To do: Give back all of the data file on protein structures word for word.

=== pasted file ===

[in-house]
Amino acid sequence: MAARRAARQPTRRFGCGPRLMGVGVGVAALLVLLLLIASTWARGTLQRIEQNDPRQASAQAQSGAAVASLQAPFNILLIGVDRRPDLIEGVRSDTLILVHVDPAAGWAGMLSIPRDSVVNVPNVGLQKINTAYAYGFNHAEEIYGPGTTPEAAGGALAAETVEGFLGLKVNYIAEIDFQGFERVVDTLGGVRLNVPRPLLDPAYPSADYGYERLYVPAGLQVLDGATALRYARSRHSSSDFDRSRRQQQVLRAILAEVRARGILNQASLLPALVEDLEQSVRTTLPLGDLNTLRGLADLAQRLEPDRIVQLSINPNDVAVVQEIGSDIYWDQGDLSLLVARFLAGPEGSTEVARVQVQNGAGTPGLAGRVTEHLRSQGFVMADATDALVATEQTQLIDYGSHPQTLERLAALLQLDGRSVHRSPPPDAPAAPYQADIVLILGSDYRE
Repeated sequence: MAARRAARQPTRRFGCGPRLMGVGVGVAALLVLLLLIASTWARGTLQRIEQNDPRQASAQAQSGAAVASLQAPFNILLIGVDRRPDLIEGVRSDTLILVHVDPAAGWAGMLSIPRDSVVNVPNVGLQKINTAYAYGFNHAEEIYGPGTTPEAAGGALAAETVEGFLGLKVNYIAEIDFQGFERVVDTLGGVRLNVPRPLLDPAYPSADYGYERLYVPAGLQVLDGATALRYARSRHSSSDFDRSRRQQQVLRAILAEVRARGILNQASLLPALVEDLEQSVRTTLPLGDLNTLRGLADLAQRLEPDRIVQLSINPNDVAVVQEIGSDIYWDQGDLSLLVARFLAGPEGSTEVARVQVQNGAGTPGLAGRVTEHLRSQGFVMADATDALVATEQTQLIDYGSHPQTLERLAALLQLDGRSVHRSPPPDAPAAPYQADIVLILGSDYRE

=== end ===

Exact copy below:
[in-house]
Amino acid sequence: MAARRAARQPTRRFGCGPRLMGVGVGVAALLVLLLLIASTWARGTLQRIEQNDPRQASAQAQSGAAVASLQAPFNILLIGVDRRPDLIEGVRSDTLILVHVDPAAGWAGMLSIPRDSVVNVPNVGLQKINTAYAYGFNHAEEIYGPGTTPEAAGGALAAETVEGFLGLKVNYIAEIDFQGFERVVDTLGGVRLNVPRPLLDPAYPSADYGYERLYVPAGLQVLDGATALRYARSRHSSSDFDRSRRQQQVLRAILAEVRARGILNQASLLPALVEDLEQSVRTTLPLGDLNTLRGLADLAQRLEPDRIVQLSINPNDVAVVQEIGSDIYWDQGDLSLLVARFLAGPEGSTEVARVQVQNGAGTPGLAGRVTEHLRSQGFVMADATDALVATEQTQLIDYGSHPQTLERLAALLQLDGRSVHRSPPPDAPAAPYQADIVLILGSDYRE
Repeated sequence: MAARRAARQPTRRFGCGPRLMGVGVGVAALLVLLLLIASTWARGTLQRIEQNDPRQASAQAQSGAAVASLQAPFNILLIGVDRRPDLIEGVRSDTLILVHVDPAAGWAGMLSIPRDSVVNVPNVGLQKINTAYAYGFNHAEEIYGPGTTPEAAGGALAAETVEGFLGLKVNYIAEIDFQGFERVVDTLGGVRLNVPRPLLDPAYPSADYGYERLYVPAGLQVLDGATALRYARSRHSSSDFDRSRRQQQVLRAILAEVRARGILNQASLLPALVEDLEQSVRTTLPLGDLNTLRGLADLAQRLEPDRIVQLSINPNDVAVVQEIGSDIYWDQGDLSLLVARFLAGPEGSTEVARVQVQNGAGTPGLAGRVTEHLRSQGFVMADATDALVATEQTQLIDYGSHPQTLERLAALLQLDGRSVHRSPPPDAPAAPYQADIVLILGSDYRE